Why Liverpool signing Arsenal's Alex Oxlade-Chamberlain could turn out to be one of the most important deals of the summer

The wait for Liverpool’s first major signing of the summer goes on, and save for the optimism generated by the promising Dominic Solanke there is starting to be a slight air of concern about that.

No club can do anything with the new footballers they recruit until at least next month, of course, but in this cycle of rolling news and even more rolling opinions there seems to be a constant state of urgency about transfers. Those who are “in the know” or are suspected to be are either repeatedly pressed for their updates or are repeatedly giving them anyway, and new signings during the summer are longed for with a greater yearning than three points are during the season.  

Progress will eventually be made, of course, and at the time of writing the noises around the deal for Roma’s Mohamed Salah are becoming louder. He’d be an exciting addition, obviously, and with the possible deals for Virgil van Dijk and Naby Keita still refusing to get off the table then hope still springs eternal.

There’s a fourth possible signing which seems to be growing momentum too, only people are less sure what to think about that.

Until last week it had appeared as though Alex Oxlade-Chamberlain was all set to sign a new contract with Arsenal, prolonging what has been a strange time at the club but a time that you always just presumed would go on and on.

The Arsenal and England man is a curious player, too. He always seems capable of so much, but those moments are restricted to a short burst here, or a cameo there. His lack of consistency has as much to do with his time on the pitch as much as anything.

But with Liverpool first credited with an interest in him in January, it would appear that Jurgen Klopp is a fan – perhaps more so than supporters who have seen him play for the Gunners and still can’t quite make their minds up on him.

Injuries have been an issue, obviously, but this is a 23-year-old who has played almost 200 times for Arsenal and 27 times for England in his career. There is quite clearly something there.

Moreover, signing Oxlade-Chamberlain would allow Liverpool to thumb their nose at Arsenal having finished above them in the table, taking that all-important Champions League place from them.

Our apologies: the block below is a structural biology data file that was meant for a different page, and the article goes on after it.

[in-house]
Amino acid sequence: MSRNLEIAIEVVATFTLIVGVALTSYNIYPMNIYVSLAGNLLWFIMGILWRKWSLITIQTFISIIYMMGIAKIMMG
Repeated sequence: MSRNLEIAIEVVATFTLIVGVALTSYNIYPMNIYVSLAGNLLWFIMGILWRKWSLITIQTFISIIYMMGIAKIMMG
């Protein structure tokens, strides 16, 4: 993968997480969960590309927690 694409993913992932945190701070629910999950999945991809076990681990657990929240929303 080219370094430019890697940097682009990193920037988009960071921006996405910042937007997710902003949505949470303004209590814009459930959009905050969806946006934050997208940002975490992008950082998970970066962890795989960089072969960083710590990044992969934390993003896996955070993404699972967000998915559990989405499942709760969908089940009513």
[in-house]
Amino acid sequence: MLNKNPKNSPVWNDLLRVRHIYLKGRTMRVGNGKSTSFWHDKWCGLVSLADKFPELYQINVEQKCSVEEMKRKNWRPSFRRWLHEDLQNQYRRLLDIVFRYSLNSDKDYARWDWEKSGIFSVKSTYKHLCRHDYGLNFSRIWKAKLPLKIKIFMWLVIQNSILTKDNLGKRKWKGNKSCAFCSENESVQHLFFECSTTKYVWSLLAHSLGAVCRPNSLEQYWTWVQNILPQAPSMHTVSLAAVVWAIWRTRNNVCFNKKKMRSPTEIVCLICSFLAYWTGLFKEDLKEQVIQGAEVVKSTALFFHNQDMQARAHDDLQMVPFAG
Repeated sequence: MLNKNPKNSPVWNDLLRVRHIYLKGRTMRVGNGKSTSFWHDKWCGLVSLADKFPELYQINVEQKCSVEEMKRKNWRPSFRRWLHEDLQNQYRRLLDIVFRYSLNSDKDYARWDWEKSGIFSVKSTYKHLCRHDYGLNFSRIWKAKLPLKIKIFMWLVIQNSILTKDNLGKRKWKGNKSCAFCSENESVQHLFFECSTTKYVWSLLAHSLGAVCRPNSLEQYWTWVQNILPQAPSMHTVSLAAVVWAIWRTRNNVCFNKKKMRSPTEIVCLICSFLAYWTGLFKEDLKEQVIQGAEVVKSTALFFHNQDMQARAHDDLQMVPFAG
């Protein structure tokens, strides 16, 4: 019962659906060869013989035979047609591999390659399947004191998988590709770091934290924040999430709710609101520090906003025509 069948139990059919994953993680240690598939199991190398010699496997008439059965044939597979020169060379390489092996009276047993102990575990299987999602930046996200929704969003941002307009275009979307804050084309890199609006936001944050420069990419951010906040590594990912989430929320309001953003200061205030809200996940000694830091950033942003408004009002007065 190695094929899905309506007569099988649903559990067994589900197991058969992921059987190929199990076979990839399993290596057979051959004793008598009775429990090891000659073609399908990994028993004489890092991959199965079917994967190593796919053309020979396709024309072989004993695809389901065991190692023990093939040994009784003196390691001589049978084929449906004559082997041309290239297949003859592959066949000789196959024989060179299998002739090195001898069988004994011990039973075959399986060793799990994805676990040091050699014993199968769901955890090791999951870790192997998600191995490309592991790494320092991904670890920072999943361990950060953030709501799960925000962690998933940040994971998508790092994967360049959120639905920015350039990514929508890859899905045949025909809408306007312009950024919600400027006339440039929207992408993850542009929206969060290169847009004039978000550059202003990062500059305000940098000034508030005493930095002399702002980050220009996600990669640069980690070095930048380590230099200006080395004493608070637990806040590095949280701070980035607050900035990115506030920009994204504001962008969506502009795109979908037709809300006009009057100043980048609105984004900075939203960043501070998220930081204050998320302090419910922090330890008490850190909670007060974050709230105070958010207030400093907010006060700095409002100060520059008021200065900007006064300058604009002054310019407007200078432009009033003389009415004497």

Sure, he’s not Alexis Sanchez or Mesut Ozil, but from the Gunners’ point of view there would be a curious wastefulness about letting him go to the team that just finished one point and one place ahead of them – and that’s without mentioning Chelsea and Manchester City’s reported interest in him too. All three clubs want him because he’s a good young player with potential, so why are Arsenal risking letting such a figure go?

Of the three suitors you’d suspect that he’d have more chance of nailing down the guaranteed first team place that he wants at Liverpool, although where that position is certainly isn’t a given. Comparisons can be made with Brendan Rodgers signing James Milner on a free transfer two summers ago and both informing the world that Milner was arriving to play in central midfield, only for his rehousing to left-back under Klopp.

Oxlade-Chamberlain – who played at left wing-back during Arsenal’s FA Cup final victory over Chelsea last month – offers a variance and multi-functionality which would suit this Liverpool side. It is possible to imagine him both starting games in the attacking trio and perhaps playing a game at right-back if the Reds are at home and expected to win.

Providing that he is happy with this – because if he wants a guaranteed central midfield role then he’ll have to move outside the top six – and the price doesn’t get too silly (anything too far above £25m for a player in the last year of his contract shouldn’t be tolerated) then this could be a move worth making for Liverpool.

He might be seen as a bit of a vanity addition, or a boost in squad numbers ahead of a return to the Champions League, but the Reds have earned the right to do that so why not do it?

Other summer signings would be greeted with greater fanfare, but this one could be just as important.